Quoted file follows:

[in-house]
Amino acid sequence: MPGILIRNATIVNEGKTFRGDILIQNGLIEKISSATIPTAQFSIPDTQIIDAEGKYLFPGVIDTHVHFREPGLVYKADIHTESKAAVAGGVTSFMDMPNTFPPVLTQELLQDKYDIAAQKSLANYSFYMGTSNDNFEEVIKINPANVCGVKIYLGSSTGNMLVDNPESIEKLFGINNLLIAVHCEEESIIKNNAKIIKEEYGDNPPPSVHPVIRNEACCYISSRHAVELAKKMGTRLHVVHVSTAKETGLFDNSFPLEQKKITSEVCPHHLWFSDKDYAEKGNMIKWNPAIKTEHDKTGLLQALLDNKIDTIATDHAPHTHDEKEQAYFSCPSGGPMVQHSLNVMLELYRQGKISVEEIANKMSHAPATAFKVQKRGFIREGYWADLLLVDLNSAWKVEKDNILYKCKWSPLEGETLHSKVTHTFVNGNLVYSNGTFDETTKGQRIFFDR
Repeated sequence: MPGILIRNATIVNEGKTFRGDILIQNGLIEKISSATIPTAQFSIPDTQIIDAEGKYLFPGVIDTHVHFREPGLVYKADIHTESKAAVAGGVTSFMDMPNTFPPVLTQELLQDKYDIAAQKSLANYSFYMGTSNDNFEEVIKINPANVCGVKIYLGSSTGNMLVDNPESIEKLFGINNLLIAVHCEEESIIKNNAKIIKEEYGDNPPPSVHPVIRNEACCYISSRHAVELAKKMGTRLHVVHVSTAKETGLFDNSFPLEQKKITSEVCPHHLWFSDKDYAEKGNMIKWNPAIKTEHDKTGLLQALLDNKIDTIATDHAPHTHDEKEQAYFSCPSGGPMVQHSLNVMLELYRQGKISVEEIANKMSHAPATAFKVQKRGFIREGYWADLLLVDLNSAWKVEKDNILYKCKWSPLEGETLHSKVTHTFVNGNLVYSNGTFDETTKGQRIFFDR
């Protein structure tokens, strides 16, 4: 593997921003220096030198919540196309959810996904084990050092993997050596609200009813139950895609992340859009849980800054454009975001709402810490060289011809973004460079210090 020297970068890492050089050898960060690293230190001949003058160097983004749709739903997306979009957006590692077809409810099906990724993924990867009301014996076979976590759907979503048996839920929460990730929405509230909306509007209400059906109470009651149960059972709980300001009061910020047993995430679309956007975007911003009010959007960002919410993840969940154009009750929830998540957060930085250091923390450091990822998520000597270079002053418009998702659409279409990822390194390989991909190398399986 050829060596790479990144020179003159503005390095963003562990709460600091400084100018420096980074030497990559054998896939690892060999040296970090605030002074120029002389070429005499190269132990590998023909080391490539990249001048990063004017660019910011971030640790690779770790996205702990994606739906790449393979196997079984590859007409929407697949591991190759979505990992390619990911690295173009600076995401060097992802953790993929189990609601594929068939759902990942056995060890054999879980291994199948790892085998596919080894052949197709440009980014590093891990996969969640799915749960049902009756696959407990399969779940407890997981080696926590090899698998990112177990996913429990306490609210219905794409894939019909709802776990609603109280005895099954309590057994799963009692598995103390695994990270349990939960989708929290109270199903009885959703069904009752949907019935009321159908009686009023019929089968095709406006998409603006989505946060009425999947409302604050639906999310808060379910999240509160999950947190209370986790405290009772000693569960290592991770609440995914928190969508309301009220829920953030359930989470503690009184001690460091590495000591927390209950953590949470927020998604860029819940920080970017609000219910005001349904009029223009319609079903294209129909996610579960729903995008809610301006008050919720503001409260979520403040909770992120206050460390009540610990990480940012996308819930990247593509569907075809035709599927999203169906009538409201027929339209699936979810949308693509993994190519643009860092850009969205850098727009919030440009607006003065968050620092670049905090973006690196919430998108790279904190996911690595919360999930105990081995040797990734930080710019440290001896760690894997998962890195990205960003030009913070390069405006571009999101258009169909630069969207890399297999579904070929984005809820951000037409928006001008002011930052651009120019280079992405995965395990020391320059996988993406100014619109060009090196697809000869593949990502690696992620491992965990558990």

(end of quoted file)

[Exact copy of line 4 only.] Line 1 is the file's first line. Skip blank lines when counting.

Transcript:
């Protein structure tokens, strides 16, 4: 593997921003220096030198919540196309959810996904084990050092993997050596609200009813139950895609992340859009849980800054454009975001709402810490060289011809973004460079210090 020297970068890492050089050898960060690293230190001949003058160097983004749709739903997306979009957006590692077809409810099906990724993924990867009301014996076979976590759907979503048996839920929460990730929405509230909306509007209400059906109470009651149960059972709980300001009061910020047993995430679309956007975007911003009010959007960002919410993840969940154009009750929830998540957060930085250091923390450091990822998520000597270079002053418009998702659409279409990822390194390989991909190398399986 050829060596790479990144020179003159503005390095963003562990709460600091400084100018420096980074030497990559054998896939690892060999040296970090605030002074120029002389070429005499190269132990590998023909080391490539990249001048990063004017660019910011971030640790690779770790996205702990994606739906790449393979196997079984590859007409929407697949591991190759979505990992390619990911690295173009600076995401060097992802953790993929189990609601594929068939759902990942056995060890054999879980291994199948790892085998596919080894052949197709440009980014590093891990996969969640799915749960049902009756696959407990399969779940407890997981080696926590090899698998990112177990996913429990306490609210219905794409894939019909709802776990609603109280005895099954309590057994799963009692598995103390695994990270349990939960989708929290109270199903009885959703069904009752949907019935009321159908009686009023019929089968095709406006998409603006989505946060009425999947409302604050639906999310808060379910999240509160999950947190209370986790405290009772000693569960290592991770609440995914928190969508309301009220829920953030359930989470503690009184001690460091590495000591927390209950953590949470927020998604860029819940920080970017609000219910005001349904009029223009319609079903294209129909996610579960729903995008809610301006008050919720503001409260979520403040909770992120206050460390009540610990990480940012996308819930990247593509569907075809035709599927999203169906009538409201027929339209699936979810949308693509993994190519643009860092850009969205850098727009919030440009607006003065968050620092670049905090973006690196919430998108790279904190996911690595919360999930105990081995040797990734930080710019440290001896760690894997998962890195990205960003030009913070390069405006571009999101258009169909630069969207890399297999579904070929984005809820951000037409928006001008002011930052651009120019280079992405995965395990020391320059996988993406100014619109060009090196697809000869593949990502690696992620491992965990558990």